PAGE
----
The 1988 statutory amendments became effective in August 1988 – after Williams committed his crimes. Even though Williams would be subject to punishment as a Class X offender under the 1988 amendments, those amendments could not constitutionally be applied to him. State v. Lawhorn, 762 S.W.2d 820 (Mo. 1988), was a case in which § 558.019, RSMo was amended after an offender committed his crimes, to increase the minimum prison term before parole eligibility from 33 percent to 40 percent of the offender's sentence. The Supreme Court held that extending the offender's minimum prison term, after the commission of his crimes, constituted an ex post facto law violating Article I, § 10 of the United States Constitution, and Article I, § 13 of the Missouri Constitution. The Court explained:
In Miller v. Florida, 482 U.S. 423, 107 S.Ct. 2446, 96 L.Ed.2d 351 (1987), the United States Supreme Court held that a change in the law causing a defendant to be subjected to a longer prison term was an ex post facto law when applied to a defendant whose offense predated the law. ․
․Warden, Lewisburg Penitentiary v. Marrero, 417 U.S. 653, 94 S.Ct. 2532, 41 L.Ed.2d 383 (1974), holds that parole eligibility is an element of a criminal sentence. Maggard v. Moore, 613 F.Supp. 150, 152 (W.D. Mo. 1985), holds that parole eligibility is part of the punishment for a crime and retroactive changes in eligibility to the disadvantage of a defendant may, in some cases, violate the ex post facto clause. And Yamamoto v. U.S. Parole Commission, 794 F.2d 1295, 1300 (8th Cir. 1986), holds that adverse changes in the time at which a prisoner becomes eligible for parole consideration may violate the ex post facto clause.
Although appellant's right to parole is not certain under the old law, under the new statute the parole board is precluded from exercising its discretion until a certain period of time has passed. Thus, appellant has been deprived of any possibility of parole until he has served forty percent of his sentence. This is clearly a change in the law which disadvantages appellant.
We conclude that the trial court erred when it sentenced appellant as a prior offender under Section 558.019.
762 S.W.2d at 825, 826; see also State v. Stepter, 794 S.W.2d 649, 656 (Mo. 1990) (following Lawhorn, and likewise holding that post-offense amendments to § 558.019, RSMo could not be applied to earlier crimes).2
Based on reasoning identical to Lawhorn, this Court held that statutory changes to Class X offender status could not be applied to individuals whose offenses pre-dated the statutory amendments, if the effect of the changes would be to increase the offender's period of parole ineligibility. See Collins v. State, 887 S.W.2d 442, 443 (Mo. App. W.D. 1994); State v. Pruitt, 755 S.W.2d 309, 314 (Mo. App. E.D. 1988); State v. McCoy, 748 S.W.2d 809, 811 (Mo. App. E.D. 1988); State v. Hillis, 748 S.W.2d 694, 697-98 (Mo. App. E.D. 1988); State v. Pollard, 746 S.W.2d 632, 633 (Mo. App. E.D. 1988).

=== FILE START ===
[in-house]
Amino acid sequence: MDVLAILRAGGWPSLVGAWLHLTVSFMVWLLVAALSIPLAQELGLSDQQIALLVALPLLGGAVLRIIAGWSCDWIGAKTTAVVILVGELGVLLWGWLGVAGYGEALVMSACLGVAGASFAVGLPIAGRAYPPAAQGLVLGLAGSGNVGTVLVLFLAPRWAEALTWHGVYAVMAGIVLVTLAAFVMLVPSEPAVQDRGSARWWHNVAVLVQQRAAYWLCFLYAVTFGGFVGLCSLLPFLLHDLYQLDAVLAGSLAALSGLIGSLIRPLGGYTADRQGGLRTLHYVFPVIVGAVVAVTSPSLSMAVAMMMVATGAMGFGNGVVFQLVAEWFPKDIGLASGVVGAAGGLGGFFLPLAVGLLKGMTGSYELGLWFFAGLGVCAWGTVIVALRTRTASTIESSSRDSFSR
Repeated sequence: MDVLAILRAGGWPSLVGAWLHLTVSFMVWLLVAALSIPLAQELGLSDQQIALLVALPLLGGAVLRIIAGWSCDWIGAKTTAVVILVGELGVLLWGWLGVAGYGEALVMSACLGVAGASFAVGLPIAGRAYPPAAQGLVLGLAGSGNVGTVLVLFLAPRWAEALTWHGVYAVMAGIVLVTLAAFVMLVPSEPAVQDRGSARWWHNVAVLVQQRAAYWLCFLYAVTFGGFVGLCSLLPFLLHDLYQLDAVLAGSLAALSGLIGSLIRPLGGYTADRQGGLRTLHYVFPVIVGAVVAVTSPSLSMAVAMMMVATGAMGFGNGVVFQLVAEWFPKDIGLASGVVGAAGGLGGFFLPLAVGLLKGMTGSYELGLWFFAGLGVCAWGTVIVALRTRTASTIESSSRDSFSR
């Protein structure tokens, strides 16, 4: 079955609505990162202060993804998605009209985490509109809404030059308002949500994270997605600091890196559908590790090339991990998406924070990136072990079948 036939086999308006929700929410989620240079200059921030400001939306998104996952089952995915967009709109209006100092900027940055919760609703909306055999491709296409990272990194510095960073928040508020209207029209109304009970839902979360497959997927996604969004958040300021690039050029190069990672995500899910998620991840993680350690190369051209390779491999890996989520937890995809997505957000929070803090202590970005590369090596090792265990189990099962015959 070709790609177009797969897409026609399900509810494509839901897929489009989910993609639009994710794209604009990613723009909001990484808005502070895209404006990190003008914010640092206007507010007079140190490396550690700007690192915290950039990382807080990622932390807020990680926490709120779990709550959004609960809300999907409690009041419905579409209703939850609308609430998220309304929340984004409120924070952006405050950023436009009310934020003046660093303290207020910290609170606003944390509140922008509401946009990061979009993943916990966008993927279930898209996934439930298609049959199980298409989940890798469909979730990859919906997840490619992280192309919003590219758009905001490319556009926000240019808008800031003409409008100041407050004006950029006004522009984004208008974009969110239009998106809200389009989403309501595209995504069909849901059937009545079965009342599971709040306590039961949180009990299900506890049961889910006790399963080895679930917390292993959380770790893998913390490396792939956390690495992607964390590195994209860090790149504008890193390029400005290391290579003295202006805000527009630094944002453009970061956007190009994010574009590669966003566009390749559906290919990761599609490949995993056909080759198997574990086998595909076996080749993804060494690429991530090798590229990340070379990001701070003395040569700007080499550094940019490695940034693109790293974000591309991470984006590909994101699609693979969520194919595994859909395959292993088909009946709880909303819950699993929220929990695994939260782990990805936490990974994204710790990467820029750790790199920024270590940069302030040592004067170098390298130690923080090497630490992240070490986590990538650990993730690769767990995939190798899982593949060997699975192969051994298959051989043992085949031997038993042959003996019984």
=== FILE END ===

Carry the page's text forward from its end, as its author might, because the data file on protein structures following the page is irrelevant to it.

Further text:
The General Assembly has likewise recognized that punishments for criminal offenses must be determined based on the law in effect at the time of the offense, disregarding later statutory amendments:
No offense committed and no fine, penalty or forfeiture incurred, or prosecution commenced or pending previous to or at the time when any statutory provision is repealed or amended, shall be affected by the repeal or amendment, but the trial and punishment of all such offenses, and the recovery of the fines, penalties or forfeitures shall be had, in all respects, as if the provision had not been repealed or amended, except that all such proceedings shall be conducted according to existing procedural laws.
§ 1.160, RSMo 2016. Although an earlier version of § 1.160 allowed an offender to receive the benefit of a statutory amendment “if the penalty or punishment for any offense is reduced or lessened by any alteration of the law creating the offense,” § 1.160, RSMo 2000 (emphasis added), since at least 1909 the legislature has specified that statutory amendments making criminal punishments more severe could not be applied to crimes committed earlier. See § 4920, RSMo 1909; § 3709, RSMo 1919; § 4468, RSMo 1929; § 4861, RSMo 1939.
This Court applied Lawhorn to a habeas petitioner who was identically situated to Williams in Thomas v. Kemna, 55 S.W.3d 487 (Mo. App. W.D. 2001). In Thomas, the offender was convicted in 1989 for a series of forcible rapes which he had committed in 1987. Like Williams, Thomas was classified as a Class X offender under the 1988 version of § 558.019, RSMo, even though his offenses predated the effective date of the 1988 amendments. Thomas held that an erroneous Class X offender classification was a sentencing defect correctible in a habeas proceeding. 55 S.W.3d at 490. In reasoning that is fully applicable here, the Court also held that application of the 1988 statutory amendments violated the State and federal prohibitions on ex post facto laws: